A. Juss Ameliorates Mouse Hepatitis Virus-Induced Neuroinflammatory Demyelination by Modulating Cell-to-Cell Fusion in an Experimental Animal Model of Multiple Sclerosis.
Front Cell Neurosci. 2020 ;14:116. Epub 2020 May 12. PMID: 32477069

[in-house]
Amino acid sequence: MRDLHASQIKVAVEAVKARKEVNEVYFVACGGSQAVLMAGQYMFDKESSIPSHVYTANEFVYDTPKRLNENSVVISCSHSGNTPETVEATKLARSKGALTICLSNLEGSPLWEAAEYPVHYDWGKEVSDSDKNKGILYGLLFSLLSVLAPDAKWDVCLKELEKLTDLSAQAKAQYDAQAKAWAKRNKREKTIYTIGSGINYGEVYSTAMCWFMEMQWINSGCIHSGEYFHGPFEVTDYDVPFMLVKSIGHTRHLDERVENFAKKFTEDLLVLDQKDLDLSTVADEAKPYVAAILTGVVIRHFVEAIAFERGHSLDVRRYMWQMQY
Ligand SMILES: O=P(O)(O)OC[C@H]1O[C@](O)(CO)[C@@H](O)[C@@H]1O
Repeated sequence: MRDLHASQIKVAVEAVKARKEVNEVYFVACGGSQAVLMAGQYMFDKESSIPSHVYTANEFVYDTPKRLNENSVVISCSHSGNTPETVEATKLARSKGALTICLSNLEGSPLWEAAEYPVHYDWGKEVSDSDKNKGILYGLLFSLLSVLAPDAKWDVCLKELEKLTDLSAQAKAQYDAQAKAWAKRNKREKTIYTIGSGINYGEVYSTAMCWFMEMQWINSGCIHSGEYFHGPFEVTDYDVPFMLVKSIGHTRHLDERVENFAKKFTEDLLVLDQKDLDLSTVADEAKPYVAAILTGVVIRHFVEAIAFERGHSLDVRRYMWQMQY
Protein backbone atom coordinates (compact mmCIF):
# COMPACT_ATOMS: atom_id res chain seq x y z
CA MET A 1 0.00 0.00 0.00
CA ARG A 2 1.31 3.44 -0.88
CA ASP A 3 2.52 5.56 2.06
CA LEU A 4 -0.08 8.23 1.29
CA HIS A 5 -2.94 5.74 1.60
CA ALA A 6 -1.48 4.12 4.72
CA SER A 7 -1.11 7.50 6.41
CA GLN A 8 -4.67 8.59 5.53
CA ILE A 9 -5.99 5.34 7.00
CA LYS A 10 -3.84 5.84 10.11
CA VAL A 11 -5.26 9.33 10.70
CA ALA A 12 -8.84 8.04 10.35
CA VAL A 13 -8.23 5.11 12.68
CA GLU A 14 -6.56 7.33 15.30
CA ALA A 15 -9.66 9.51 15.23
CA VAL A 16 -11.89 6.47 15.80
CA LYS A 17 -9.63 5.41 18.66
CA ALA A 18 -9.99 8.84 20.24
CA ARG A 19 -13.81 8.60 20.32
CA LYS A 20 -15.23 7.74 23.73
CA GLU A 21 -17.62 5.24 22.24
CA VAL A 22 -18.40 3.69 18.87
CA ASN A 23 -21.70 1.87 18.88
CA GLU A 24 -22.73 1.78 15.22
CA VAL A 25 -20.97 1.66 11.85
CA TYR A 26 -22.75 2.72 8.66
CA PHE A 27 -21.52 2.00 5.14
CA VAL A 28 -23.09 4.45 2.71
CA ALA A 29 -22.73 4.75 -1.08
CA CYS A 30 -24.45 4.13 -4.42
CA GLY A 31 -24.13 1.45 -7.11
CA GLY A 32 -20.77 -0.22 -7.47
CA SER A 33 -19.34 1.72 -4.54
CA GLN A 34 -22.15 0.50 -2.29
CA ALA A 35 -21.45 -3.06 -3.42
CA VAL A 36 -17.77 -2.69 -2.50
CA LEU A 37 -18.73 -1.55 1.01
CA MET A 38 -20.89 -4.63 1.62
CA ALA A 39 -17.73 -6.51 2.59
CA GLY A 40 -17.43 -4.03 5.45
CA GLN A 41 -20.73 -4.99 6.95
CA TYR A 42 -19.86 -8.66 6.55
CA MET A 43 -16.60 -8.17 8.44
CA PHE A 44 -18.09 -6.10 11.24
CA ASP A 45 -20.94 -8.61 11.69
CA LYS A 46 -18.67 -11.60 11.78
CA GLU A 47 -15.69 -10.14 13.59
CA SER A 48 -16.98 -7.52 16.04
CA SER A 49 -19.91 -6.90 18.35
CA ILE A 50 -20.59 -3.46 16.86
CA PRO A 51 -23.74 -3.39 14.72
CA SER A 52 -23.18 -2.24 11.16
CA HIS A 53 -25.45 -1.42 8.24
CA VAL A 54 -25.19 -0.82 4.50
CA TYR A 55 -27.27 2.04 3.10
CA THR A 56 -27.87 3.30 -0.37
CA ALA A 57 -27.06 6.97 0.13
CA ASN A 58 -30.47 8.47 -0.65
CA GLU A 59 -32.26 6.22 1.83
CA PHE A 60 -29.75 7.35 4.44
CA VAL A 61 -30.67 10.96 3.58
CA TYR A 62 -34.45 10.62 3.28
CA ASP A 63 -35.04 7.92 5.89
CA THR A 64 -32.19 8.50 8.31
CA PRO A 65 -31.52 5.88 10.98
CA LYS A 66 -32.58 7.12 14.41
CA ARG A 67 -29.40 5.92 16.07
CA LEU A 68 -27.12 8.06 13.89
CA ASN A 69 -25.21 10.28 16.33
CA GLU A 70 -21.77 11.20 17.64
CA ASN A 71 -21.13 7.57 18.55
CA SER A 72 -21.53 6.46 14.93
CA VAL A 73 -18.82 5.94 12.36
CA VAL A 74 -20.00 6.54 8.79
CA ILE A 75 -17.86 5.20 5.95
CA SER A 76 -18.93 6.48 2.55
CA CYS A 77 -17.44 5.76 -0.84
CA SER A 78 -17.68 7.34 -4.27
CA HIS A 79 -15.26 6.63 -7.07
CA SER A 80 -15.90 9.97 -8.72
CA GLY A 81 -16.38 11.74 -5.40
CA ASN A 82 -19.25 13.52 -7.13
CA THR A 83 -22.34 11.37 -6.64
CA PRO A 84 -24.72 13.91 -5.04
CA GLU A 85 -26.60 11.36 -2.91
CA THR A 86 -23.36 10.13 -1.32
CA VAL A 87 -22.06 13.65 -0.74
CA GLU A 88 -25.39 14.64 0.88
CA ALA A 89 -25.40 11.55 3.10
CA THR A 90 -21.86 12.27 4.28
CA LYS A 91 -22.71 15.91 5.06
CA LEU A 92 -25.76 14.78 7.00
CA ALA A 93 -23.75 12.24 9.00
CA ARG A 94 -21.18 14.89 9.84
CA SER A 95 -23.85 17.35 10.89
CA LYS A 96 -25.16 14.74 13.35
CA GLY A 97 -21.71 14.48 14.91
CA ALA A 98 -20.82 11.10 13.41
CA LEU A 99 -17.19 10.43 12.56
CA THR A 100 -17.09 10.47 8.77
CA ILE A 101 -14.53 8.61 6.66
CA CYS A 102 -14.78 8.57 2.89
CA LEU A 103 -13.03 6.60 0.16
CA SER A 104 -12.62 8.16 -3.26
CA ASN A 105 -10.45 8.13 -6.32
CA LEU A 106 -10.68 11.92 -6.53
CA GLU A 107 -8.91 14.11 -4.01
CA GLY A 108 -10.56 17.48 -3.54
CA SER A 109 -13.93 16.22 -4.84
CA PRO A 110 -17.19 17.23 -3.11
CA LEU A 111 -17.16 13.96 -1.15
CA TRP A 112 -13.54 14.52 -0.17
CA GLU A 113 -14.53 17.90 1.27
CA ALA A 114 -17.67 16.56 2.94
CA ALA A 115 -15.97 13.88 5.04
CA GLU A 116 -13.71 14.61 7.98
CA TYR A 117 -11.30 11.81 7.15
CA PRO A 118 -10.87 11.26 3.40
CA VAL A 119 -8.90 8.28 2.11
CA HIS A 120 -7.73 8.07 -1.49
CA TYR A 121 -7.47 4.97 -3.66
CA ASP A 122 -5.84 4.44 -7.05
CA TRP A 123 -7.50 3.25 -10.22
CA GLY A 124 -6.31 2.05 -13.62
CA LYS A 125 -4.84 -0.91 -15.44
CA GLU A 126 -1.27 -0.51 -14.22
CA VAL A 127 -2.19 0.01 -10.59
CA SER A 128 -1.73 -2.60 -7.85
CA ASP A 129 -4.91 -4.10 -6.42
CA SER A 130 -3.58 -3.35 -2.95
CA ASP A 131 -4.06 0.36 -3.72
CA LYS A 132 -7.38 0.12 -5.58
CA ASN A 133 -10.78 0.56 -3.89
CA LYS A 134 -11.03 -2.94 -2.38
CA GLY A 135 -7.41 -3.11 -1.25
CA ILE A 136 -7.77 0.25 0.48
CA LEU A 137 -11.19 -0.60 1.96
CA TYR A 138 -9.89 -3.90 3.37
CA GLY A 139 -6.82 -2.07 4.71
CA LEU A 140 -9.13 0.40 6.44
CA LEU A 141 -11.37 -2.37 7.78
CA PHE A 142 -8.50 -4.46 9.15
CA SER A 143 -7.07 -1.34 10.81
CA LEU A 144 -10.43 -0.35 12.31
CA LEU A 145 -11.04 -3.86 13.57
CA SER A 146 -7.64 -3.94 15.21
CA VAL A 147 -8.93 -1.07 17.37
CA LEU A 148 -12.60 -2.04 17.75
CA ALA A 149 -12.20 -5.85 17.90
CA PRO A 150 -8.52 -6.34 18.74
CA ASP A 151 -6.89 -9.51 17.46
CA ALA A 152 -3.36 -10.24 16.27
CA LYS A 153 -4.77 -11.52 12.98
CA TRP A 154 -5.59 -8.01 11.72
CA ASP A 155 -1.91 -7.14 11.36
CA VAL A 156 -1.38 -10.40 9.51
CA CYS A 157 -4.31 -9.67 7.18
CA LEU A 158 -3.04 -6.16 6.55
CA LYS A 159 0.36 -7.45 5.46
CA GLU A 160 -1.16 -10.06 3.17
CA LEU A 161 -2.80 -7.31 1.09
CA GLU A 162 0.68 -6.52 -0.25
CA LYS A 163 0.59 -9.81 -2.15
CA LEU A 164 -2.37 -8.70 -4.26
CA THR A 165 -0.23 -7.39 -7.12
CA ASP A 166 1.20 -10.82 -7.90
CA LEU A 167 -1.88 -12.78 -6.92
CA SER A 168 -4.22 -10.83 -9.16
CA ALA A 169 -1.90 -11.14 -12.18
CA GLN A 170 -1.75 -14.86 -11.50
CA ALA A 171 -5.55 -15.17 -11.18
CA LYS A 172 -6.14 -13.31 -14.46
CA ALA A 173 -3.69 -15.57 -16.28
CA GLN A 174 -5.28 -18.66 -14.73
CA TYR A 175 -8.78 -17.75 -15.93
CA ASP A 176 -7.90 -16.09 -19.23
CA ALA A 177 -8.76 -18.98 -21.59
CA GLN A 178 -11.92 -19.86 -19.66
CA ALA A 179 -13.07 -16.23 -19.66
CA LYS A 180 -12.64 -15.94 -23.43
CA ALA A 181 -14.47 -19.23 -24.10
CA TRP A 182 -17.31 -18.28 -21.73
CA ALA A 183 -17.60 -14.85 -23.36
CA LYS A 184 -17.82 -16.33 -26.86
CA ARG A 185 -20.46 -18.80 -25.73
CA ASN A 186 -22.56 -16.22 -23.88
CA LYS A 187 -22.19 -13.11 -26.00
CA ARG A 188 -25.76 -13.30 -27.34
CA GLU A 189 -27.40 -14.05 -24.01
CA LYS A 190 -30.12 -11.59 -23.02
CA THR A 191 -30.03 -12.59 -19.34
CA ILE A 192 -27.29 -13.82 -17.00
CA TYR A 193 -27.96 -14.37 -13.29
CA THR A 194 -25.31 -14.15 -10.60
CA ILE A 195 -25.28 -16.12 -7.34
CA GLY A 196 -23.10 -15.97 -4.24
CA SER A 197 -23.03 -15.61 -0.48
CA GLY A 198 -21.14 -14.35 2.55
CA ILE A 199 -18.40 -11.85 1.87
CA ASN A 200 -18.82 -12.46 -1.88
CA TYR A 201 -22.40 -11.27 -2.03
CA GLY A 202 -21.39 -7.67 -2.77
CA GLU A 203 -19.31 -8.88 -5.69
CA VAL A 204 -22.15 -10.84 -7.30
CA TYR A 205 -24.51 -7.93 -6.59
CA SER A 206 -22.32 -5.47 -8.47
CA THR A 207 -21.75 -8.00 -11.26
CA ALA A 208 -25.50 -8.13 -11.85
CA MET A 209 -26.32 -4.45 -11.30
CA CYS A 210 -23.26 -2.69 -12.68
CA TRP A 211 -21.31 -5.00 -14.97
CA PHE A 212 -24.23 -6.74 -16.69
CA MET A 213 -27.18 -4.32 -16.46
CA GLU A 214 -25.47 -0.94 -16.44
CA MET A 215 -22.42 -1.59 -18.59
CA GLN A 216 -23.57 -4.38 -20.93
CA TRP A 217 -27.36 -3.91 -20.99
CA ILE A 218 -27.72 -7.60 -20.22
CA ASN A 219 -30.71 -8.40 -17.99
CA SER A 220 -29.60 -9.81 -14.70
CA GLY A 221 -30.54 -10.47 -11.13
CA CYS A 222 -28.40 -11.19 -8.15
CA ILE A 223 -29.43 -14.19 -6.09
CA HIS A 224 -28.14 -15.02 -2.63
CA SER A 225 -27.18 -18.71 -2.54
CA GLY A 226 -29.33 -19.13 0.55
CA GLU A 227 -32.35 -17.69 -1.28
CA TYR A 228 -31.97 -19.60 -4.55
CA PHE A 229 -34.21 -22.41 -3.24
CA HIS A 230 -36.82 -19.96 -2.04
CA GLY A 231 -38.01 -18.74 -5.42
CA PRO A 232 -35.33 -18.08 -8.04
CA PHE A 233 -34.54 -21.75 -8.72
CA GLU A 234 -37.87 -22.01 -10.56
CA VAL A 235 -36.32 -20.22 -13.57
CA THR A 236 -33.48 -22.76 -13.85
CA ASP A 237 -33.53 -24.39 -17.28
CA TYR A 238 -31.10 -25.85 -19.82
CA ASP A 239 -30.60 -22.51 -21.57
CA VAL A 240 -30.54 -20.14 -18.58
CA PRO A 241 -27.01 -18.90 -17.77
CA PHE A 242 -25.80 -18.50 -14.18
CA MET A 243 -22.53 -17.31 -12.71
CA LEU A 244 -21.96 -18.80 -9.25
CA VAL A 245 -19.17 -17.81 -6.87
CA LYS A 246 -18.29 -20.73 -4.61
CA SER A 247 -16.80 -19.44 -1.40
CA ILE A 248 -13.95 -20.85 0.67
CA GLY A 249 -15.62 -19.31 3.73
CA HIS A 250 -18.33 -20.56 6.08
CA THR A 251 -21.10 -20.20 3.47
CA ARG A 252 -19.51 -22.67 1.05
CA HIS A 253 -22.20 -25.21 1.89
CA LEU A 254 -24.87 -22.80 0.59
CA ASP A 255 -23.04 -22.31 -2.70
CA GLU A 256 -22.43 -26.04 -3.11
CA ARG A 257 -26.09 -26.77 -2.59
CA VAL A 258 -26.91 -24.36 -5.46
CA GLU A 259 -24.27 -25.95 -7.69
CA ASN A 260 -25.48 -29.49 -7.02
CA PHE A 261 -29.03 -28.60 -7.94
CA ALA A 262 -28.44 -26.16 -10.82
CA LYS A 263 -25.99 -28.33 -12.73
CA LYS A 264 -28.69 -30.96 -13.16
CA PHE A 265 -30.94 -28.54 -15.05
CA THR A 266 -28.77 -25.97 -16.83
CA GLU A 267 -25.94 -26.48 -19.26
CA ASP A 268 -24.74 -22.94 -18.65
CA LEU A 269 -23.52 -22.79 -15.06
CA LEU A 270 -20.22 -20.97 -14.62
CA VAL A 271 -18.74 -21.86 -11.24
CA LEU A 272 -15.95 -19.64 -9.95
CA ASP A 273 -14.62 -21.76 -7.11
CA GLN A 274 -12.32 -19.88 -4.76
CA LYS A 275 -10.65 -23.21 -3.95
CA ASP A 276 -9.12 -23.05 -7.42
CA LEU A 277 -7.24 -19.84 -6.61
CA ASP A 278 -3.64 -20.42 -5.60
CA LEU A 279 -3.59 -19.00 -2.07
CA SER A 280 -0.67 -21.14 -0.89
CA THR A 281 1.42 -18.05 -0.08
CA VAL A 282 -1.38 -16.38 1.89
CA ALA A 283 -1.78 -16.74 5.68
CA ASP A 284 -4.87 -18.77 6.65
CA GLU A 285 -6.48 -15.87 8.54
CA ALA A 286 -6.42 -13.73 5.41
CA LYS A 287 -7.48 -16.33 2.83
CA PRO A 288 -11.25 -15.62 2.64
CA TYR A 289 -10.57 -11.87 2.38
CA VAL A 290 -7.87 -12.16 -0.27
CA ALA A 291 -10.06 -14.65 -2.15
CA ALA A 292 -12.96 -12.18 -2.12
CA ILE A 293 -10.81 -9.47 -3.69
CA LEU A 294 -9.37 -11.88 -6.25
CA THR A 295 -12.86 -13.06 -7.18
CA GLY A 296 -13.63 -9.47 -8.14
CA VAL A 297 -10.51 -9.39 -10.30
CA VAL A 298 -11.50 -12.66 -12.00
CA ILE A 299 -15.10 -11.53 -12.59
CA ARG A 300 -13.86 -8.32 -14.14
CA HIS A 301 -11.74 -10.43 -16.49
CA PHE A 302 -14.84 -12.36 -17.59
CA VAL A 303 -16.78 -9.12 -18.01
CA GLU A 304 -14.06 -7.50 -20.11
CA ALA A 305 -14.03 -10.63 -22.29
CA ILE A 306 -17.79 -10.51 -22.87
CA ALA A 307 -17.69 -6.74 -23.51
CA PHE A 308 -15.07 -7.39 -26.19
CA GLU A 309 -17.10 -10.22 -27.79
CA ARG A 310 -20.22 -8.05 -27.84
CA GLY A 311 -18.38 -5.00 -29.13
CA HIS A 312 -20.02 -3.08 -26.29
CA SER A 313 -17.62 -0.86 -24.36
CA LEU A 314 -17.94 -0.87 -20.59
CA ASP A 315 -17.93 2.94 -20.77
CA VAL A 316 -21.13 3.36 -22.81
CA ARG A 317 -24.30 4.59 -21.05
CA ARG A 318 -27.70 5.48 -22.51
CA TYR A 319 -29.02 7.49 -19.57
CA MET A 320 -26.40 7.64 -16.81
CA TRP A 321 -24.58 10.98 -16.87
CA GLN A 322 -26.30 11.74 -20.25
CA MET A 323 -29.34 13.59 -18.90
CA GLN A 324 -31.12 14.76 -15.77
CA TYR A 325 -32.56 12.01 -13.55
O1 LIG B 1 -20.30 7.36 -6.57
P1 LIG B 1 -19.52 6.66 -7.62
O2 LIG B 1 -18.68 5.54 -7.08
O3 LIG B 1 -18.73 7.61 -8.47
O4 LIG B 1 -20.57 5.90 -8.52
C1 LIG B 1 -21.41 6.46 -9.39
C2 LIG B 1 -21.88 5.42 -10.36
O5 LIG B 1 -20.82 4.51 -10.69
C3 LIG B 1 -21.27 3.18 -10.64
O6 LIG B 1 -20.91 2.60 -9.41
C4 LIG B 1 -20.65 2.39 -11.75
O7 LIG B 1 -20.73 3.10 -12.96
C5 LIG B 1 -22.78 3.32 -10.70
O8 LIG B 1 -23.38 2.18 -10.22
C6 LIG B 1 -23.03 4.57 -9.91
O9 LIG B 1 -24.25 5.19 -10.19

Mouse hepatitis virus (MHV)-induced murine neuroinflammation serves as a model to study acute meningoencephalomyelitis, hepatitis, and chronic neuroinflammatory demyelination; which mimics certain pathologies of the human neurologic disease, multiple sclerosis (MS). MHV-induced acute neuroinflammation occurs due to direct glial cell dystrophy instigated by central nervous system (CNS)-resident microglia and astrocytes, in contrast to peripheral CD4+T cell-mediated myelin damage prevalent in the experimental autoimmune encephalomyelitis (EAE) model of MS. Viral envelope Spike glycoprotein-mediated cell-to-cell fusion is an essential mechanistic step for MHV-induced CNS pathogenicity. Although(Neem), a traditional phytomedicine, is known for its anti-inflammatory, anti-fungal, and spermicidal activities, not much is known about anti-neuroinflammatory properties of its bark (NBE) in MHV-induced acute neuroinflammation and chronic demyelination. Recombinant demyelinating MHV strain (RSA59) was preincubated with NBE to arrest the infection-initiation event, and its effect on viral replication, viral transcription, cytokine expression, and successive pathogenicity were investigatedand. Virus-free Luciferase assay explained NBE's anti-virus-to-cell fusion activity. Intracranial inoculation of RSA59 preincubated with NBE into the mouse brain significantly reduces acute hepatitis, meningoencephalomyelitis, and chronic progressive demyelination. Additionally, NBE effectively restricts viral entry, dissemination in CNS, viral replication, viral transcription, and expression of the viral nucleocapsid and inflammatory cytokines. From mechanistic standpoints, RSA59 preincubated with NBE reduced viral entry, viral replication and cell-to-cell fusion, as a mode of viral dissemination. Moreover, intraperitoneal injection with NBE (25 mg/kg B.W.) into mice revealed a significant reduction in viral Nucleocapsid protein expression. Conclusively,bark extract may directly bind to the virus-host attachment Spike glycoprotein and suppresses MHV-induced neuroinflammation and neuropathogenesis by inhibiting cell-to-cell fusion and viral replication. Further studies will focus on combining bioanalytical assays to isolate potential NBE bioactive compound(s) that contribute towards the anti-viral activity of NBE.